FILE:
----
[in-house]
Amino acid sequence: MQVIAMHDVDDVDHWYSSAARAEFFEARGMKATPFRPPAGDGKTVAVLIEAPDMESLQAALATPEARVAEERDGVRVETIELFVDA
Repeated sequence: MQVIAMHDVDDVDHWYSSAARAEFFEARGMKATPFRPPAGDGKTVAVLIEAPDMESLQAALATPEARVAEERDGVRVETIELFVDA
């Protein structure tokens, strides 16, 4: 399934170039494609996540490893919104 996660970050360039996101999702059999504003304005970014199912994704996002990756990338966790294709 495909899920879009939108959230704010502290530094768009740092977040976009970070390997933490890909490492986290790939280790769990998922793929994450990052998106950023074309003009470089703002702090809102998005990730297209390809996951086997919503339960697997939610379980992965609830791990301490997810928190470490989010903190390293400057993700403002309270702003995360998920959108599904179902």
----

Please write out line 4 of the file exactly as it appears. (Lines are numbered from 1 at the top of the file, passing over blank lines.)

């Protein structure tokens, strides 16, 4: 399934170039494609996540490893919104 996660970050360039996101999702059999504003304005970014199912994704996002990756990338966790294709 495909899920879009939108959230704010502290530094768009740092977040976009970070390997933490890909490492986290790939280790769990998922793929994450990052998106950023074309003009470089703002702090809102998005990730297209390809996951086997919503339960697997939610379980992965609830791990301490997810928190470490989010903190390293400057993700403002309270702003995360998920959108599904179902």